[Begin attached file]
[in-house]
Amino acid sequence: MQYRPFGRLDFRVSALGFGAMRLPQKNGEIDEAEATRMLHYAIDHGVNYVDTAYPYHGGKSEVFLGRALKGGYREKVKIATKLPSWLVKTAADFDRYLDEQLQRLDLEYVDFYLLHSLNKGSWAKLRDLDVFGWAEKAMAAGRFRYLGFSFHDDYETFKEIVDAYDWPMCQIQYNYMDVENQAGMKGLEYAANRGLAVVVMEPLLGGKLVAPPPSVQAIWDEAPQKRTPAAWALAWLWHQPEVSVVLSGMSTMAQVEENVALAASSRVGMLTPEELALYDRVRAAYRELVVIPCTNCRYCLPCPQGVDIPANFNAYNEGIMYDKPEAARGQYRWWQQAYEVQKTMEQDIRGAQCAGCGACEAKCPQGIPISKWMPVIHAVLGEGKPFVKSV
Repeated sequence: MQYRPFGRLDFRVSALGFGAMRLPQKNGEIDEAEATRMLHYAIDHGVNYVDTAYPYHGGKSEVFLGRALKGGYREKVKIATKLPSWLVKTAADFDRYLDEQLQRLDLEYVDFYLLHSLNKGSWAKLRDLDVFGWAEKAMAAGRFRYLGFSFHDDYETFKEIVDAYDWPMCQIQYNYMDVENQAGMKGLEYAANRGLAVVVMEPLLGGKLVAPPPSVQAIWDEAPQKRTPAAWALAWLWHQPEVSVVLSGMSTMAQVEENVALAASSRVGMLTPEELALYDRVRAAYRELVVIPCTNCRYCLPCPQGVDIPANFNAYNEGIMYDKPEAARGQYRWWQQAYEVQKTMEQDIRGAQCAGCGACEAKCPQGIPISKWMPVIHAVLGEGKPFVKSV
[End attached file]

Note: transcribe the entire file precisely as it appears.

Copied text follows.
[in-house]
Amino acid sequence: MQYRPFGRLDFRVSALGFGAMRLPQKNGEIDEAEATRMLHYAIDHGVNYVDTAYPYHGGKSEVFLGRALKGGYREKVKIATKLPSWLVKTAADFDRYLDEQLQRLDLEYVDFYLLHSLNKGSWAKLRDLDVFGWAEKAMAAGRFRYLGFSFHDDYETFKEIVDAYDWPMCQIQYNYMDVENQAGMKGLEYAANRGLAVVVMEPLLGGKLVAPPPSVQAIWDEAPQKRTPAAWALAWLWHQPEVSVVLSGMSTMAQVEENVALAASSRVGMLTPEELALYDRVRAAYRELVVIPCTNCRYCLPCPQGVDIPANFNAYNEGIMYDKPEAARGQYRWWQQAYEVQKTMEQDIRGAQCAGCGACEAKCPQGIPISKWMPVIHAVLGEGKPFVKSV
Repeated sequence: MQYRPFGRLDFRVSALGFGAMRLPQKNGEIDEAEATRMLHYAIDHGVNYVDTAYPYHGGKSEVFLGRALKGGYREKVKIATKLPSWLVKTAADFDRYLDEQLQRLDLEYVDFYLLHSLNKGSWAKLRDLDVFGWAEKAMAAGRFRYLGFSFHDDYETFKEIVDAYDWPMCQIQYNYMDVENQAGMKGLEYAANRGLAVVVMEPLLGGKLVAPPPSVQAIWDEAPQKRTPAAWALAWLWHQPEVSVVLSGMSTMAQVEENVALAASSRVGMLTPEELALYDRVRAAYRELVVIPCTNCRYCLPCPQGVDIPANFNAYNEGIMYDKPEAARGQYRWWQQAYEVQKTMEQDIRGAQCAGCGACEAKCPQGIPISKWMPVIHAVLGEGKPFVKSV